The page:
According to the New York Times, at least 61 people have died as a result of crackdowns on protesters in Syria.


Libyan state TV reported Sunday that pro-government forces loyal to Muammar Gaddafi have retaken the town of al-Bregahad from the opposition.
According to CNN, state TV claimed that al-Bregahad had "been cleansed from the criminal gangs and mercenaries."
Al Jazeera reports that the retreating opposition, a force of loosely organized rebels with little military experience, were seen heading towards Ajdabiya, a gateway to the rebel headquarters of Benghazi.
According to CNN, opposition leaders have confirmed the retreat but called it a "tactical retreat."
The retreat from al-Bregahad is a continuation of a recent string of defeats in cities in the east for the poorly equipped opposition, Al Jazeera reports.
CNN reports that the government controlled by Gadhafi is intent on taking back all rebel-held cities despite international pressure and a no-fly zone approved by the Arab League on Saturday.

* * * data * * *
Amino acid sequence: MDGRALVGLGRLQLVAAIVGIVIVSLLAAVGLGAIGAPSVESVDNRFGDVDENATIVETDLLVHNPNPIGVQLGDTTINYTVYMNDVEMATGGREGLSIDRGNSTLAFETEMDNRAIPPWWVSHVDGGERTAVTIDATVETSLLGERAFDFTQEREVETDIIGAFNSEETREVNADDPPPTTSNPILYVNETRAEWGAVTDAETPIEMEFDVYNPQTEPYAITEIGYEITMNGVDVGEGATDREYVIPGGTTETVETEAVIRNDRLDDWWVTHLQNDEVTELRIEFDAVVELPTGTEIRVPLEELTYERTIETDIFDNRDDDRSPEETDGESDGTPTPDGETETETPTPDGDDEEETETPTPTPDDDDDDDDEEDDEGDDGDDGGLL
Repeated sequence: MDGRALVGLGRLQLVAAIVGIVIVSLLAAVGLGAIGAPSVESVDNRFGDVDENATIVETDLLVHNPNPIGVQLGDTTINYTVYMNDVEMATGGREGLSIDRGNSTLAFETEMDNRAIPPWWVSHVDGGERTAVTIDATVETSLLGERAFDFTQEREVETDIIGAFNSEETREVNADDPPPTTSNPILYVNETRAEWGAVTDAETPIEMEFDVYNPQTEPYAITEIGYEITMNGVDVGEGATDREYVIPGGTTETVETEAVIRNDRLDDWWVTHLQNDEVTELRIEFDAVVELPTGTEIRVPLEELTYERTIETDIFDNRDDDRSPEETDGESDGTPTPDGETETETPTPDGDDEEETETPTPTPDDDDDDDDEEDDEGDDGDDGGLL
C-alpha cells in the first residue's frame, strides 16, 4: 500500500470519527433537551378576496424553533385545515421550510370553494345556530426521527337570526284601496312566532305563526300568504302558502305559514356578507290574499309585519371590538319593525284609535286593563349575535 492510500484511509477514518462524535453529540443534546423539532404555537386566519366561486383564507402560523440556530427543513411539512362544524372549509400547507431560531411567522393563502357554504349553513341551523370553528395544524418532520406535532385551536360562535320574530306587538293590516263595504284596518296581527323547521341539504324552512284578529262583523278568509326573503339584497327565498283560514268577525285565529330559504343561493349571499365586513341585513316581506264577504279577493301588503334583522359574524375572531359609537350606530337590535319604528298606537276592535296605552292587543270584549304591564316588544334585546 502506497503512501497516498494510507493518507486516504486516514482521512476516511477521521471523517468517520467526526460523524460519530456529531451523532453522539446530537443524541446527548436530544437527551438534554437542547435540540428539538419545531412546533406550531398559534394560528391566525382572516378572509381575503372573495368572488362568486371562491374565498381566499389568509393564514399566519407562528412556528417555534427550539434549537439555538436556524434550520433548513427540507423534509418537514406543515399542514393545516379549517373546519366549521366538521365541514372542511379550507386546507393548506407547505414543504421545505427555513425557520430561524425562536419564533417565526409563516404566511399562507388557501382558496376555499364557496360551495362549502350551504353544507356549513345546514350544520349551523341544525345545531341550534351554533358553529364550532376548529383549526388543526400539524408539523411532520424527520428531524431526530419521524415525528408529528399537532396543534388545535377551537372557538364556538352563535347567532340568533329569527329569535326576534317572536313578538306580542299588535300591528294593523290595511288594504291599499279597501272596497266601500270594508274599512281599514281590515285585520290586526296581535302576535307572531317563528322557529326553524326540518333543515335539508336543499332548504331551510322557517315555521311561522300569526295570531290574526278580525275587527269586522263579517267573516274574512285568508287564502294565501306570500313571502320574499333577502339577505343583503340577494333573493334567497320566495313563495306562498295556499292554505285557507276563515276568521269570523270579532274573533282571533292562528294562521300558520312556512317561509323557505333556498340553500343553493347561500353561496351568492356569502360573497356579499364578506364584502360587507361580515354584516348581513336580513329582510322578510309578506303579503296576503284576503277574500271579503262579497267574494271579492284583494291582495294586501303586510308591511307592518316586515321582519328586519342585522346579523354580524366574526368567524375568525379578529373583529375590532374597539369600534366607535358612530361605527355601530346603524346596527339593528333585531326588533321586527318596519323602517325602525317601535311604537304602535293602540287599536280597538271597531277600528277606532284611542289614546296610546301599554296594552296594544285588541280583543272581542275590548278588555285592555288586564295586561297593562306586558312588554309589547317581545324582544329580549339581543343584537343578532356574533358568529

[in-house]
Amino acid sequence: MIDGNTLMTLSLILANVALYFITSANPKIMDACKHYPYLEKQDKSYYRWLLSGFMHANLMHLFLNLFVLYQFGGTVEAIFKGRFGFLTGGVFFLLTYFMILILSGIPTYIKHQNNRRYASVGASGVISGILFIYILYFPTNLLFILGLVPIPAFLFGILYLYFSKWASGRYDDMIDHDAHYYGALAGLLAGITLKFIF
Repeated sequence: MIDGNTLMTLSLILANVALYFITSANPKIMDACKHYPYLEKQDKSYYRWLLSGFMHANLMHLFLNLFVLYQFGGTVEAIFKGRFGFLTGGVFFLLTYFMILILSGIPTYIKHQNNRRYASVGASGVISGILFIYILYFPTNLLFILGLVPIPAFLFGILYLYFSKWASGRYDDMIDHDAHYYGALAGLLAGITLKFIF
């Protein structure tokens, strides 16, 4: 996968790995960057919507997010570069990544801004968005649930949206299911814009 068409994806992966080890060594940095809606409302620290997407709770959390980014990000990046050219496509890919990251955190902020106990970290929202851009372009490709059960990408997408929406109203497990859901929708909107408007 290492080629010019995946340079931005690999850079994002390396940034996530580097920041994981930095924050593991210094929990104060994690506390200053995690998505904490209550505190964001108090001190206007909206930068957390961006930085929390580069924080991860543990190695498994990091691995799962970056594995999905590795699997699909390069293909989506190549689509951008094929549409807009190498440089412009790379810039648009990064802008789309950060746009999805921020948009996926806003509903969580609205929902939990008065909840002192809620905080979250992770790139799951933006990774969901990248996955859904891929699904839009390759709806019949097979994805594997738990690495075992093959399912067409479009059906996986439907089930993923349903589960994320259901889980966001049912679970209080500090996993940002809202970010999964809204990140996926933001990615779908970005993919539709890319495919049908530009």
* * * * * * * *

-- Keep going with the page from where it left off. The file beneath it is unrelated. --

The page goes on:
Afghan President Hamid Karzai rejects U.S. apology


President Hamid Karzai rejected an apology from the U.S. and NATO for the accidental killing of nine Afghan boys Sunday, citing civilian casualties as no longer acceptable.
U.S. Gen. David Petraeus apologized Wednesday for the death of nine boys in a NATO air strike in Afghanistan but was told by Karzai that expressing regret is not enough, according to MSNBC.
CNN reports that Karzai also told Gen. Petraeus that civilian casualties are no longer acceptable and that they are a major strain on the relationship between the U.S. and Afghanistan.
Lt. Gen. David Rodriguez explained in a video statement that the responding troops thought that they were engaging insurgents but were really attacking boys aged 12 and under from the nearby village, MSNBC reports.
According to CNN, Petraeus apologized to Karzai and Afghanistan again Sunday, promising that it won't happen again.

As turmoil continues in Libya, oil prices continue to soar


Libyan oil supplies continue to be constricted as protesters continue their upheaval of Col. Moammar Gadhafi and his regime.
Anti-government rebels continued to lay siege to the Libyan capitol of Tripoli on Sunday as opposition leaders declared that they were now in control of 85 percent of Libyan oil production, the New York Times reports.